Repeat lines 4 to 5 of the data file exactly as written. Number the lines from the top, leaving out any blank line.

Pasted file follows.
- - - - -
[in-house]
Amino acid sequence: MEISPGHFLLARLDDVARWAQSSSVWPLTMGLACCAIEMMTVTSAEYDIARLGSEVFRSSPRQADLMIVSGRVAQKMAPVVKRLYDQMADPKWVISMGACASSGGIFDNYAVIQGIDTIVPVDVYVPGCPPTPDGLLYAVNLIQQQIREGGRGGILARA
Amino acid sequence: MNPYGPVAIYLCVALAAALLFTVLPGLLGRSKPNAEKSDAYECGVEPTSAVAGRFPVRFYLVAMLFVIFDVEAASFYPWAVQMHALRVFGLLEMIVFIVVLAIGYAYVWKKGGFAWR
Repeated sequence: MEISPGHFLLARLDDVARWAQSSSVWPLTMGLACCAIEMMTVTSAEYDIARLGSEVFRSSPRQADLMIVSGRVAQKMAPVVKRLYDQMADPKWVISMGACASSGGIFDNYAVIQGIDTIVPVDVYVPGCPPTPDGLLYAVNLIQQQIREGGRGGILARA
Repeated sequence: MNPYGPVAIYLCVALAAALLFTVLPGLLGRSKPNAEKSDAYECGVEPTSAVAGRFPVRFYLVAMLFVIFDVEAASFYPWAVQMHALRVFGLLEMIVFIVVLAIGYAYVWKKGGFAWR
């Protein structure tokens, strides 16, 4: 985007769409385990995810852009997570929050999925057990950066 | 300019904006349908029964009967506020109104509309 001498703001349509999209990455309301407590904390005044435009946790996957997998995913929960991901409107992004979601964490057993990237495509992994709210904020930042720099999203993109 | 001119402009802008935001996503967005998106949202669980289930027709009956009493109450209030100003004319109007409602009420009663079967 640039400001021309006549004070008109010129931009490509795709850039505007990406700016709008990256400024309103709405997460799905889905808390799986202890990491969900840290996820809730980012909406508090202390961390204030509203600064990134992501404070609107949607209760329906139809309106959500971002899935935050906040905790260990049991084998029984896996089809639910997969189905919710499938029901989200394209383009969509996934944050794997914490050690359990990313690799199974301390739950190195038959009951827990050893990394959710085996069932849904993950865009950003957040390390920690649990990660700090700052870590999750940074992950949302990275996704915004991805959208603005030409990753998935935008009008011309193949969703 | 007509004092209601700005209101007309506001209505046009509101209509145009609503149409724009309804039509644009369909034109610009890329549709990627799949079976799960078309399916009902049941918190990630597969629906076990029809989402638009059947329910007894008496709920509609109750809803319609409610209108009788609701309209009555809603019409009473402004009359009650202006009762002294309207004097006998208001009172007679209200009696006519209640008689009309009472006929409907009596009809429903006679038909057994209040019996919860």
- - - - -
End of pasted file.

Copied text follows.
Repeated sequence: MEISPGHFLLARLDDVARWAQSSSVWPLTMGLACCAIEMMTVTSAEYDIARLGSEVFRSSPRQADLMIVSGRVAQKMAPVVKRLYDQMADPKWVISMGACASSGGIFDNYAVIQGIDTIVPVDVYVPGCPPTPDGLLYAVNLIQQQIREGGRGGILARA
Repeated sequence: MNPYGPVAIYLCVALAAALLFTVLPGLLGRSKPNAEKSDAYECGVEPTSAVAGRFPVRFYLVAMLFVIFDVEAASFYPWAVQMHALRVFGLLEMIVFIVVLAIGYAYVWKKGGFAWR